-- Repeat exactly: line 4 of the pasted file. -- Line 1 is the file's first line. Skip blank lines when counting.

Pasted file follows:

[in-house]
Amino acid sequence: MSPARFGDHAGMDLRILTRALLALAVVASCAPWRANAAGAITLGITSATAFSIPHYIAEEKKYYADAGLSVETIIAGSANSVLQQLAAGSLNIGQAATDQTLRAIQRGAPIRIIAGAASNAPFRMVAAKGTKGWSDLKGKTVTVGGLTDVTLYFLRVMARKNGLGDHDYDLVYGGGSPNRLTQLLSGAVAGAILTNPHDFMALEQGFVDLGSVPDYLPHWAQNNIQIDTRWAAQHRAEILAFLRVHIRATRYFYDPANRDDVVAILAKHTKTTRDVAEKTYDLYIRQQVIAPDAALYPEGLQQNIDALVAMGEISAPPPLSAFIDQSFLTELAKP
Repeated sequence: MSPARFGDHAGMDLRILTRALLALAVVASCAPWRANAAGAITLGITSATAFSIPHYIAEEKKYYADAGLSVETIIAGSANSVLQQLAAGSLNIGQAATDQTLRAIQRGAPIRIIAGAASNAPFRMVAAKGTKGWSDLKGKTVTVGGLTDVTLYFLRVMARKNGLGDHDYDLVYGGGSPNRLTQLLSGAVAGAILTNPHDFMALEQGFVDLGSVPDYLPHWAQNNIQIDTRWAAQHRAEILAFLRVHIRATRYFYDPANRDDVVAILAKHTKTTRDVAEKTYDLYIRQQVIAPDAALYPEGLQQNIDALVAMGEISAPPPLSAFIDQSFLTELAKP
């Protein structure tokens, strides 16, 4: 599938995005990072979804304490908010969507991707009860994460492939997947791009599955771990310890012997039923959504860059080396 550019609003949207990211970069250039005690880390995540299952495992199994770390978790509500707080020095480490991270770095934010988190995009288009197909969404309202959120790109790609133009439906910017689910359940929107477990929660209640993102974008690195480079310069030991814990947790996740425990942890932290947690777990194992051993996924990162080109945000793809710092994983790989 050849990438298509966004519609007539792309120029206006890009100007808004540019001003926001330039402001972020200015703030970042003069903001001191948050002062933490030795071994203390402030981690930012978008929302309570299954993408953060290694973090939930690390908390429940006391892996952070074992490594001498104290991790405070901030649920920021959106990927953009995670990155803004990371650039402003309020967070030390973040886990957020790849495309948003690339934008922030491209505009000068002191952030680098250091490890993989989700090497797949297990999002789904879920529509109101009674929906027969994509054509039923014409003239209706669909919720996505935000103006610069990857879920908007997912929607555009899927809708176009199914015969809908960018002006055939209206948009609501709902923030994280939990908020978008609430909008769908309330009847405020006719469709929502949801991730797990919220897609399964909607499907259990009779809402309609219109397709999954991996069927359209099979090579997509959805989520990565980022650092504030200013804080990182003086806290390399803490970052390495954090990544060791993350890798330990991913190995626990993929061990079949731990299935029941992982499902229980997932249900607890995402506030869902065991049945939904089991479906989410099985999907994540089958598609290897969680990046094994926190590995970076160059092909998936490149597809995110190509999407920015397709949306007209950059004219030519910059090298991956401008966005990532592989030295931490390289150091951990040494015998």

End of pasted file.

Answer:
């Protein structure tokens, strides 16, 4: 599938995005990072979804304490908010969507991707009860994460492939997947791009599955771990310890012997039923959504860059080396 550019609003949207990211970069250039005690880390995540299952495992199994770390978790509500707080020095480490991270770095934010988190995009288009197909969404309202959120790109790609133009439906910017689910359940929107477990929660209640993102974008690195480079310069030991814990947790996740425990942890932290947690777990194992051993996924990162080109945000793809710092994983790989 050849990438298509966004519609007539792309120029206006890009100007808004540019001003926001330039402001972020200015703030970042003069903001001191948050002062933490030795071994203390402030981690930012978008929302309570299954993408953060290694973090939930690390908390429940006391892996952070074992490594001498104290991790405070901030649920920021959106990927953009995670990155803004990371650039402003309020967070030390973040886990957020790849495309948003690339934008922030491209505009000068002191952030680098250091490890993989989700090497797949297990999002789904879920529509109101009674929906027969994509054509039923014409003239209706669909919720996505935000103006610069990857879920908007997912929607555009899927809708176009199914015969809908960018002006055939209206948009609501709902923030994280939990908020978008609430909008769908309330009847405020006719469709929502949801991730797990919220897609399964909607499907259990009779809402309609219109397709999954991996069927359209099979090579997509959805989520990565980022650092504030200013804080990182003086806290390399803490970052390495954090990544060791993350890798330990991913190995626990993929061990079949731990299935029941992982499902229980997932249900607890995402506030869902065991049945939904089991479906989410099985999907994540089958598609290897969680990046094994926190590995970076160059092909998936490149597809995110190509999407920015397709949306007209950059004219030519910059090298991956401008966005990532592989030295931490390289150091951990040494015998």